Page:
Sheehan: Marcellus Shale Expected to Stimulate Economy

CLEARFIELD – Due to Marcellus Shale’s natural gas exploration, board member Greg Sheehan told the Clearfield County Recreation and Tourism Authority that the county could experience a “big boom” as a result.

Sheehan said that he had attended a meeting at the Penn State- DuBois campus and learned of Marcellus Shale’s potential economic impact. He said that one well is expected to be located every 80 acres.

Sheehan reported that each gas line is expected to turn in $2,050,000. He said of that, property owners will receive one-eighth of the previous amount, which can total as much as $250,000. He said that it works out to approximately $3,000 per acre.

“Expect hotels to be packed and a big boom in tourism,” he said. He said that it will offer them a great potential to sell the county to those who will be coming to the area as part of Marcellus Shale.

He said that these visitors will be mostly outdoorsmen. He said by selling the county’s assets, these people could potentially return home and decide to come back with their families. He said in doing so, businessmen may also develop an interest in returning to the area.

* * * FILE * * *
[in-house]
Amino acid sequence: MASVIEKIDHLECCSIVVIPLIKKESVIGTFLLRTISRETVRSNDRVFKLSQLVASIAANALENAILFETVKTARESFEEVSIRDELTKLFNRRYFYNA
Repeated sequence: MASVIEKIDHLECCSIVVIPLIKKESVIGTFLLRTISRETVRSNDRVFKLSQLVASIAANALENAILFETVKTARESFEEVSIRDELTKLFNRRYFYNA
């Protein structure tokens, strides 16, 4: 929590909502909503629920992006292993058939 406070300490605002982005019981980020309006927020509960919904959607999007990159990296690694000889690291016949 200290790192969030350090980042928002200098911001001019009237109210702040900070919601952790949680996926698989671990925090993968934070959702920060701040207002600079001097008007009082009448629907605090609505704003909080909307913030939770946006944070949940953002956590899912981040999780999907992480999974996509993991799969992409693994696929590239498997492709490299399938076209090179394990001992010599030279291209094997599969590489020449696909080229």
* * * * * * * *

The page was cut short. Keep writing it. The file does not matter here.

Executive Director Sandy Fink-Barrett inquired about how local hotels would respond to the increased demand for rooms. She said that other visitors will also be traveling to the area for recreation. She said she did not want them to be left alienated.

Sheehan said that he currently has around 90 rooms available. He said that he would likely designate around 30 for those associated for Marcellus Shale. He said he would then leave the remaining 60 rooms for those who are here for tourism purposes.

Board member Lynda McCracken expressed concern with the idea of a well every 80 acres.

“It’s not good. It’s going to be a mess,” she said.

Joan Robinson-McMillen, board member and county commissioner, said that everything looks bad, when it first gets under way.

Board member Terry Malloy and McCracken called attention to discharge problems that have come as a result.

Sheehan said that they should note the problem and make a presentation.

McMillen agreed and encouraged that any locations, which have discharge problems, be brought to the attention of local government.

Sheehan said that the state has the potential to make an “economic comeback.”

“It’s all interrelated. People are visiting for business, and it may be for a transient amount of time,” said board chairman, Wilson Fisher.

“But maybe we can entice them to our attractions and maybe to come back with their families. We have a continuum here.”

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